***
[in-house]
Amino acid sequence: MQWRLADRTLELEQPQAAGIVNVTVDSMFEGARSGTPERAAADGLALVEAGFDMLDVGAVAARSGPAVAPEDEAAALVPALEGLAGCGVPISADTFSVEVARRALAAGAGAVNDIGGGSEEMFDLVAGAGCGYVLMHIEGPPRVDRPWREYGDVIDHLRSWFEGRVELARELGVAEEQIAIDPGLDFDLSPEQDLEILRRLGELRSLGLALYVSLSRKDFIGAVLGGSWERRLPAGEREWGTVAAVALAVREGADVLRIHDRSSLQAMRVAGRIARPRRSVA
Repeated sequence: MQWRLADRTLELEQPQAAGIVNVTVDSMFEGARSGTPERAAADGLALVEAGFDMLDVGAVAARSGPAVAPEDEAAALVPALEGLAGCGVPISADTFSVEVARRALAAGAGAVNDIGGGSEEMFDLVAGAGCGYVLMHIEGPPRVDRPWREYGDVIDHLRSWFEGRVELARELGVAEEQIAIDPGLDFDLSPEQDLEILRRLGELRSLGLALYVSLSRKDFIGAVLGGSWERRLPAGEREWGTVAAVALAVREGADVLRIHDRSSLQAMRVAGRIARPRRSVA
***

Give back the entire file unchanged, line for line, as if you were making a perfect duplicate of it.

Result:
[in-house]
Amino acid sequence: MQWRLADRTLELEQPQAAGIVNVTVDSMFEGARSGTPERAAADGLALVEAGFDMLDVGAVAARSGPAVAPEDEAAALVPALEGLAGCGVPISADTFSVEVARRALAAGAGAVNDIGGGSEEMFDLVAGAGCGYVLMHIEGPPRVDRPWREYGDVIDHLRSWFEGRVELARELGVAEEQIAIDPGLDFDLSPEQDLEILRRLGELRSLGLALYVSLSRKDFIGAVLGGSWERRLPAGEREWGTVAAVALAVREGADVLRIHDRSSLQAMRVAGRIARPRRSVA
Repeated sequence: MQWRLADRTLELEQPQAAGIVNVTVDSMFEGARSGTPERAAADGLALVEAGFDMLDVGAVAARSGPAVAPEDEAAALVPALEGLAGCGVPISADTFSVEVARRALAAGAGAVNDIGGGSEEMFDLVAGAGCGYVLMHIEGPPRVDRPWREYGDVIDHLRSWFEGRVELARELGVAEEQIAIDPGLDFDLSPEQDLEILRRLGELRSLGLALYVSLSRKDFIGAVLGGSWERRLPAGEREWGTVAAVALAVREGADVLRIHDRSSLQAMRVAGRIARPRRSVA